Let us get some things straight. First, the Opposition asked for a statement in the middle of the consultation period and we are happy to provide a statement to update the chamber on progress. I would have thought that Ms Baillie would welcome that.
Ms Baillie also refers to the fact that we have not made a decision. We are within the consultation period. It is normal practice to wait until a consultation is over before reaching a conclusion, especially a consultation that involves listening to the views of the people of Scotland. I would have thought that Ms Baillie would want to hear what the people of Scotland have to say about fracking before reaching a position and that she would also be mindful of the fact that we need to be in an evidence-based position before making a decision.
I am keeping true to what I said when I launched the consultation and when I made a statement in November—that we will give Parliament a decision on the issue and that we will have to take account of other statutory procedures that then follow. However, I assure Ms Baillie that we will be listening to the will of Parliament at that time.
The minister will be aware of the concerns in my constituency regarding the environmental risks of fracking in the Falkirk district and the wider Forth valley. He will also be aware of the 15-year contract signed by Ineos for the supply of shale gas from the US for its Grangemouth plant; it puts the future of the plant on a sure footing, which is extremely welcome.
Does the minister agree with me that as long as there is any prospect of environmental risk, there is no need for a dash for gas in Scotland, and can he reassure my constituents in Falkirk East, who are deeply concerned about the potential impact of the fracking industry on their lives?
I want to acknowledge first and foremost that Mr MacDonald has been consistent in his desire to express the views of his constituents in Falkirk East. He raises important points. He is indeed correct that Ineos has secured a long-term supply of shale gas for the Grangemouth plant and we continue to support the plant as a key employer for his constituency and neighbouring constituencies.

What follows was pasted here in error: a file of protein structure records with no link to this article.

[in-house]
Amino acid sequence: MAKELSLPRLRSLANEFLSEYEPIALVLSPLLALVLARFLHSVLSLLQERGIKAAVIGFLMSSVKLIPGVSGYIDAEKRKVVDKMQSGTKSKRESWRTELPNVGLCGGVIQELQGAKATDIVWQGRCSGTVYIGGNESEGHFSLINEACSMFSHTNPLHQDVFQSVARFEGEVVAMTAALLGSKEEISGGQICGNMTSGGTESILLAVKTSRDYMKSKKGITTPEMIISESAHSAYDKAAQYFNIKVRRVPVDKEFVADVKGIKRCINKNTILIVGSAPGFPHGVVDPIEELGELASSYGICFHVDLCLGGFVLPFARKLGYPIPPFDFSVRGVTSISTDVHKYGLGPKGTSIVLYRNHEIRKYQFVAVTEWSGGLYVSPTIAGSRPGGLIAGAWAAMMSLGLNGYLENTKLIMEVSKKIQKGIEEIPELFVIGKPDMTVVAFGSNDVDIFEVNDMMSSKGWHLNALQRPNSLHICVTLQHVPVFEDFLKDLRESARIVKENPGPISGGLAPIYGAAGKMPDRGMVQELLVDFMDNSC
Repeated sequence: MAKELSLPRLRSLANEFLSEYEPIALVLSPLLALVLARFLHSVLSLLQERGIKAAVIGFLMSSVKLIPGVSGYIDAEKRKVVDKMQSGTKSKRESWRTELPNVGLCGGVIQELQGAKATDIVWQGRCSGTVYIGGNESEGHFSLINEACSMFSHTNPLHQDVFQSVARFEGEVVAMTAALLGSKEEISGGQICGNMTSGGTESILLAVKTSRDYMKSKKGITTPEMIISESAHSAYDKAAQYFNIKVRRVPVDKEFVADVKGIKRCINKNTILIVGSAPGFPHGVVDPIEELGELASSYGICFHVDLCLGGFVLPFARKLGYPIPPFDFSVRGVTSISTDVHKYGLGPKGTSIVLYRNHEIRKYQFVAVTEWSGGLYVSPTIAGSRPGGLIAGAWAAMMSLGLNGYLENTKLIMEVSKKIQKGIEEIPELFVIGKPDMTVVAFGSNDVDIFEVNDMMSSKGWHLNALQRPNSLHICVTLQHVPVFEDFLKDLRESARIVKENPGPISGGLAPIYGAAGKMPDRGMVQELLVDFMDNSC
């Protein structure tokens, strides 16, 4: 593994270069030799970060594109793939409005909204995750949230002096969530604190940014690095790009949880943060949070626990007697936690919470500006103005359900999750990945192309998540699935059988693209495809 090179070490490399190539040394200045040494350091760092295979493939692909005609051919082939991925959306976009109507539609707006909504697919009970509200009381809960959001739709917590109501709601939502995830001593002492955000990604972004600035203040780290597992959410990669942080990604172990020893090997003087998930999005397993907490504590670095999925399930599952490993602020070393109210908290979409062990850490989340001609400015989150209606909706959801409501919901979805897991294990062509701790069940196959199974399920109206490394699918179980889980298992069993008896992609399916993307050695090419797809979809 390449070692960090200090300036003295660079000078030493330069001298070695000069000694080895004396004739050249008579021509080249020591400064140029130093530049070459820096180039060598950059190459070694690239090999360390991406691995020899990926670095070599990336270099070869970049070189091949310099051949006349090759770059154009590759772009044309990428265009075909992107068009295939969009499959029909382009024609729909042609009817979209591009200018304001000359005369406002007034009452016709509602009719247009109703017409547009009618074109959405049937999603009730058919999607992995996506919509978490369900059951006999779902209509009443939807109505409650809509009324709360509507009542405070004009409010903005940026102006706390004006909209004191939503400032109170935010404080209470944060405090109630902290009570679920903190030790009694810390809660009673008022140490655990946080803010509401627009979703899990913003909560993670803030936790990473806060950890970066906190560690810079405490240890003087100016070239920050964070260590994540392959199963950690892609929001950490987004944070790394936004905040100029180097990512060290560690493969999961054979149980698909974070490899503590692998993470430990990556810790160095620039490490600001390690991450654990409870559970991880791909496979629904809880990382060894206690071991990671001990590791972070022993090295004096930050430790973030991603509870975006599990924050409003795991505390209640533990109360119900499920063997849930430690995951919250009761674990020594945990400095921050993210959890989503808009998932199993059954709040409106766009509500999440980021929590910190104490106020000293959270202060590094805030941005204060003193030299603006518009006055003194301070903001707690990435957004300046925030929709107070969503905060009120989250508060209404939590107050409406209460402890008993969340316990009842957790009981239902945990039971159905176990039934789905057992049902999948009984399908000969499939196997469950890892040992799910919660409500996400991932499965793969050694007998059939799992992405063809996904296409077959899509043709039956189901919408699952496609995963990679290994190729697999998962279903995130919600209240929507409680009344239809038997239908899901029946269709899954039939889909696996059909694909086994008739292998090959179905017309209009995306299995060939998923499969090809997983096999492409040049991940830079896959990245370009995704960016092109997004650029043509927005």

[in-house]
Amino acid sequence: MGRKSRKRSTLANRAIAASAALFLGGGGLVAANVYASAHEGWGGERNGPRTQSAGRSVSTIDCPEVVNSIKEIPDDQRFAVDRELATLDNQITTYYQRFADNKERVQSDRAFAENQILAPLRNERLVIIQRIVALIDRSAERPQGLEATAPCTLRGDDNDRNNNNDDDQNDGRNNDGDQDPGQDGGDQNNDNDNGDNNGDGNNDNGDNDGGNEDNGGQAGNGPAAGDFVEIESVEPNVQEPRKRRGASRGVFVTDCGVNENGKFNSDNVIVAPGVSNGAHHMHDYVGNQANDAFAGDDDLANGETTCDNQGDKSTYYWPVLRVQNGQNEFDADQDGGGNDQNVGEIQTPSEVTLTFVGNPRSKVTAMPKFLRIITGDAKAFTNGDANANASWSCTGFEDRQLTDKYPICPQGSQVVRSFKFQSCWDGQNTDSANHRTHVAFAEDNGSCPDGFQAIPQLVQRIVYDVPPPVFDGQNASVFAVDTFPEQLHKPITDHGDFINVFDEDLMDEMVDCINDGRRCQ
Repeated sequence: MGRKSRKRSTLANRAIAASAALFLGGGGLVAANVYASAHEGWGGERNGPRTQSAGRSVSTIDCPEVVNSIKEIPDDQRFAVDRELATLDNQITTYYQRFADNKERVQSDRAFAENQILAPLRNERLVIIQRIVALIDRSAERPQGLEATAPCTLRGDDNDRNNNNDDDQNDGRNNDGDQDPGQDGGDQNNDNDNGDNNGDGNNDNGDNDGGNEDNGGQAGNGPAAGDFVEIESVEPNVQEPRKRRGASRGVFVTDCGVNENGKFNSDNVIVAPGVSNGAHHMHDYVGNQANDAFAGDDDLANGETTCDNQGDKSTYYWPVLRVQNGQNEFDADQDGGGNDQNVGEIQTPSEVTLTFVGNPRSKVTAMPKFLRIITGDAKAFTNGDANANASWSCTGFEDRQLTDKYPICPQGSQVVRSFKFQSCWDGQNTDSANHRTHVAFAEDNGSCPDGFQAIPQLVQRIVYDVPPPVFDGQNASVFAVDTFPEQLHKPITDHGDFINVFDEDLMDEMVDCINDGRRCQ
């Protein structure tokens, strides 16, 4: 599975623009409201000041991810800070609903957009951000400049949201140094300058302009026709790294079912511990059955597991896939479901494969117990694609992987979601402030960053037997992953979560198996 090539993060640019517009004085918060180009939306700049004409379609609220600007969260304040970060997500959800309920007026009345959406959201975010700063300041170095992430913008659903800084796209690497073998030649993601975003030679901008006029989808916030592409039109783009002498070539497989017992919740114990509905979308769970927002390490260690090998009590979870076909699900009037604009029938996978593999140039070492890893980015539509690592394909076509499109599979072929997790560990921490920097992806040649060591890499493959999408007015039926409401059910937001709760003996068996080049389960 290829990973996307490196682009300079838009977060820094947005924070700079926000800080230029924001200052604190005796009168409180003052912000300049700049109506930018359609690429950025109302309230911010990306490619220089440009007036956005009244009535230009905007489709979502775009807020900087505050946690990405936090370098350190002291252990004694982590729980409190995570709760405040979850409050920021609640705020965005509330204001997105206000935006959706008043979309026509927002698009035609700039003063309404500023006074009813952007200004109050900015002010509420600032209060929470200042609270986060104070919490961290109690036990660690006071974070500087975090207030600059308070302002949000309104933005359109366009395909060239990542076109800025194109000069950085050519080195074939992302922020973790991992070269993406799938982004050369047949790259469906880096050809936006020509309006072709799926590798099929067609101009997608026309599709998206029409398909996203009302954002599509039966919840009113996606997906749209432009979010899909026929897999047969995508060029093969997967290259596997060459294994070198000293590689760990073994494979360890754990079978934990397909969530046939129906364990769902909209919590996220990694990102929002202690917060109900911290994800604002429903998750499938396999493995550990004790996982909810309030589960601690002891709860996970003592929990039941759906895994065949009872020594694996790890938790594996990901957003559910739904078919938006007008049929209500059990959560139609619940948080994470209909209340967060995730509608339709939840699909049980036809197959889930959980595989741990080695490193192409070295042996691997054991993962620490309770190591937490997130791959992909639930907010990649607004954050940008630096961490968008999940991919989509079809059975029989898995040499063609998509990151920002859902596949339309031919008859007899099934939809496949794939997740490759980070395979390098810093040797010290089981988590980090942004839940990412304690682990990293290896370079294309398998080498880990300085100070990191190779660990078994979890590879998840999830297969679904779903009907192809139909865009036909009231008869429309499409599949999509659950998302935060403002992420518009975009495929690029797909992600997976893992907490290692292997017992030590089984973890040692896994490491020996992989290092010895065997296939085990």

We are taking a very cautious approach here—we want to take account of the environmental impact, the economic impact and the impact on climate change and other factors before we reach a considered decision. I assure Mr MacDonald that we will very much take into account environmental considerations in reaching a decision.
KPMG’s modelling, which was commissioned by the SNP Government, stated that community benefit payments could be almost as high as £1 billion. Parliament still requires a date for the decision, but if unconventional oil and gas extraction is permitted, would the SNP Government support a community benefit fund?
As Mr Golden will know, community benefits are not taken into account in planning decisions in any case, and I do not want to prejudge the outcome of the consultation.
We will have to look very carefully at the science around the environmental impact, at the economic impact and take into account public opinion before we reach a decision.
I am aware of suggestions in relation to community benefit, but we are focusing first and foremost on the questions that are raised in the consultation. I advise Mr Golden and all other members in the chamber to encourage their constituents to take part in the consultation so that we receive the broadest possible range of views from communities in Scotland. We will listen to the people and study the evidence that is submitted to us, and then we will come to a decision.
I have to be careful here, as I do not want to upset any member in the chamber. We are listening to a range of views and doing all that we can to listen to all those who have an interest in the subject. One of the real merits of having a consultation is that it gives people an opportunity to have their say on the evidence—if they disagree with it, they can put counter-evidence—and we can ultimately come to a view that is based on that evidence.
We have an independent analysis of the responses, which will allow us to look at the breadth of views that have been submitted. I assure the member that I will stay true to our commitment to listen to the people of Scotland, who have a very important role in the process, and to consider seriously all the scientific evidence that has been presented to us. I will not be swayed by people at either end of the spectrum who are not prepared to listen to reason.